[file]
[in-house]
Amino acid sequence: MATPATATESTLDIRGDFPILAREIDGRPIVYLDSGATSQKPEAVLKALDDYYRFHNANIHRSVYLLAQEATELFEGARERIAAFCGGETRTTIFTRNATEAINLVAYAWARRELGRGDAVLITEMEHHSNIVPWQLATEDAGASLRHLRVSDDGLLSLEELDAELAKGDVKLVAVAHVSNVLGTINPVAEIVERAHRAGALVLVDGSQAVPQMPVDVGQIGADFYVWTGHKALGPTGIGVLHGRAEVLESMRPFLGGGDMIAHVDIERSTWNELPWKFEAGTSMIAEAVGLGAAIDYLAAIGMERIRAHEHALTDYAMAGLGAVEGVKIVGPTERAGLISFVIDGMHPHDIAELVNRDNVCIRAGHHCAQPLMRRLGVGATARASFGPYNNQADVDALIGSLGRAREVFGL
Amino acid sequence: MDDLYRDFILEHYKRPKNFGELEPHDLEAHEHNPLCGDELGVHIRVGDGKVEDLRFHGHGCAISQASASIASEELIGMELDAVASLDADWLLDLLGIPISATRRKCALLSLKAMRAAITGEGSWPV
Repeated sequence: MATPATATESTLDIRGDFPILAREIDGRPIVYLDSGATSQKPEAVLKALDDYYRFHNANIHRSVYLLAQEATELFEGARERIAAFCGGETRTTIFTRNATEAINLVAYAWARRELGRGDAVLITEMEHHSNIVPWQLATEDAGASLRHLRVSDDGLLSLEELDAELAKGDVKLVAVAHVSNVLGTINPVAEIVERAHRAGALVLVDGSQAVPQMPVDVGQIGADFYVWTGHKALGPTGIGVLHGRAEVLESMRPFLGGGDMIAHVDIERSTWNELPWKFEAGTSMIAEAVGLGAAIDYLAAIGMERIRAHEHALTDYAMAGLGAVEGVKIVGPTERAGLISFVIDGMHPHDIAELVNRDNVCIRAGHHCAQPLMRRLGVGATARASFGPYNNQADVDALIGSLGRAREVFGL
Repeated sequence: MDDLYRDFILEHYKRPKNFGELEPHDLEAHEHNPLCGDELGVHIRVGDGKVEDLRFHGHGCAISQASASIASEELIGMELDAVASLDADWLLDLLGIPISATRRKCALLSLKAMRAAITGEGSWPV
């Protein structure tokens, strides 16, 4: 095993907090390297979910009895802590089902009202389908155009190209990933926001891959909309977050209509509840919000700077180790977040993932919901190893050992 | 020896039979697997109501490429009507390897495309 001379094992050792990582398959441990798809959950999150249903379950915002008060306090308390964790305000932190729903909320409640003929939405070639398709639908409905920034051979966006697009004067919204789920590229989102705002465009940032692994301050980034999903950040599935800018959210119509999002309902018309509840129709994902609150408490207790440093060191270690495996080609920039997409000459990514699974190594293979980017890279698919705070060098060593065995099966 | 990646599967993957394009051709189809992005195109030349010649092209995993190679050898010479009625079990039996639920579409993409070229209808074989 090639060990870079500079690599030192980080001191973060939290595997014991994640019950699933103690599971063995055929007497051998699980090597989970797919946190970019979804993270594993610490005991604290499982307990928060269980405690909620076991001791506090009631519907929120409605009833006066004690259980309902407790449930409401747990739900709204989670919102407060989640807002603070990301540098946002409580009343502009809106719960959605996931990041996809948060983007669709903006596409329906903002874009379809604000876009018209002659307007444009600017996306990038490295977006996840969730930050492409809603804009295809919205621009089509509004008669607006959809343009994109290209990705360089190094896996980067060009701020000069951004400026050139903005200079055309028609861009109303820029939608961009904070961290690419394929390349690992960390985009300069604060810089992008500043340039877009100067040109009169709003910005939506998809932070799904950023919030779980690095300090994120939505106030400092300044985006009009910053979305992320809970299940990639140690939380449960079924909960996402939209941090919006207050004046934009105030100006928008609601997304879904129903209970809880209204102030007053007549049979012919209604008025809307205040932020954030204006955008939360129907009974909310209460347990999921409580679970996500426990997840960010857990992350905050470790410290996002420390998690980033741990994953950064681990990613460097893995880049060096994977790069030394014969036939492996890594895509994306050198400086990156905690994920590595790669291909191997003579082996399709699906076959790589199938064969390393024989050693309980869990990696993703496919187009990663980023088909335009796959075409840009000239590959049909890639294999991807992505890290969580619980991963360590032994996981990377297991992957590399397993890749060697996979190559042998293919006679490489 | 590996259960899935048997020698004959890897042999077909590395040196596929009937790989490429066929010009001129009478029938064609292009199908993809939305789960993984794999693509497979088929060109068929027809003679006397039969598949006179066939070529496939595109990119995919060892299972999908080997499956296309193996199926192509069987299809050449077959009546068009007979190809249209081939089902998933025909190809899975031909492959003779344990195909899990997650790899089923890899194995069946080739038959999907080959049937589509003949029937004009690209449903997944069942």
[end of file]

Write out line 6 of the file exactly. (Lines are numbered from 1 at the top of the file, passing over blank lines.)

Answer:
């Protein structure tokens, strides 16, 4: 095993907090390297979910009895802590089902009202389908155009190209990933926001891959909309977050209509509840919000700077180790977040993932919901190893050992 | 020896039979697997109501490429009507390897495309 001379094992050792990582398959441990798809959950999150249903379950915002008060306090308390964790305000932190729903909320409640003929939405070639398709639908409905920034051979966006697009004067919204789920590229989102705002465009940032692994301050980034999903950040599935800018959210119509999002309902018309509840129709994902609150408490207790440093060191270690495996080609920039997409000459990514699974190594293979980017890279698919705070060098060593065995099966 | 990646599967993957394009051709189809992005195109030349010649092209995993190679050898010479009625079990039996639920579409993409070229209808074989 090639060990870079500079690599030192980080001191973060939290595997014991994640019950699933103690599971063995055929007497051998699980090597989970797919946190970019979804993270594993610490005991604290499982307990928060269980405690909620076991001791506090009631519907929120409605009833006066004690259980309902407790449930409401747990739900709204989670919102407060989640807002603070990301540098946002409580009343502009809106719960959605996931990041996809948060983007669709903006596409329906903002874009379809604000876009018209002659307007444009600017996306990038490295977006996840969730930050492409809603804009295809919205621009089509509004008669607006959809343009994109290209990705360089190094896996980067060009701020000069951004400026050139903005200079055309028609861009109303820029939608961009904070961290690419394929390349690992960390985009300069604060810089992008500043340039877009100067040109009169709003910005939506998809932070799904950023919030779980690095300090994120939505106030400092300044985006009009910053979305992320809970299940990639140690939380449960079924909960996402939209941090919006207050004046934009105030100006928008609601997304879904129903209970809880209204102030007053007549049979012919209604008025809307205040932020954030204006955008939360129907009974909310209460347990999921409580679970996500426990997840960010857990992350905050470790410290996002420390998690980033741990994953950064681990990613460097893995880049060096994977790069030394014969036939492996890594895509994306050198400086990156905690994920590595790669291909191997003579082996399709699906076959790589199938064969390393024989050693309980869990990696993703496919187009990663980023088909335009796959075409840009000239590959049909890639294999991807992505890290969580619980991963360590032994996981990377297991992957590399397993890749060697996979190559042998293919006679490489 | 590996259960899935048997020698004959890897042999077909590395040196596929009937790989490429066929010009001129009478029938064609292009199908993809939305789960993984794999693509497979088929060109068929027809003679006397039969598949006179066939070529496939595109990119995919060892299972999908080997499956296309193996199926192509069987299809050449077959009546068009007979190809249209081939089902998933025909190809899975031909492959003779344990195909899990997650790899089923890899194995069946080739038959999907080959049937589509003949029937004009690209449903997944069942």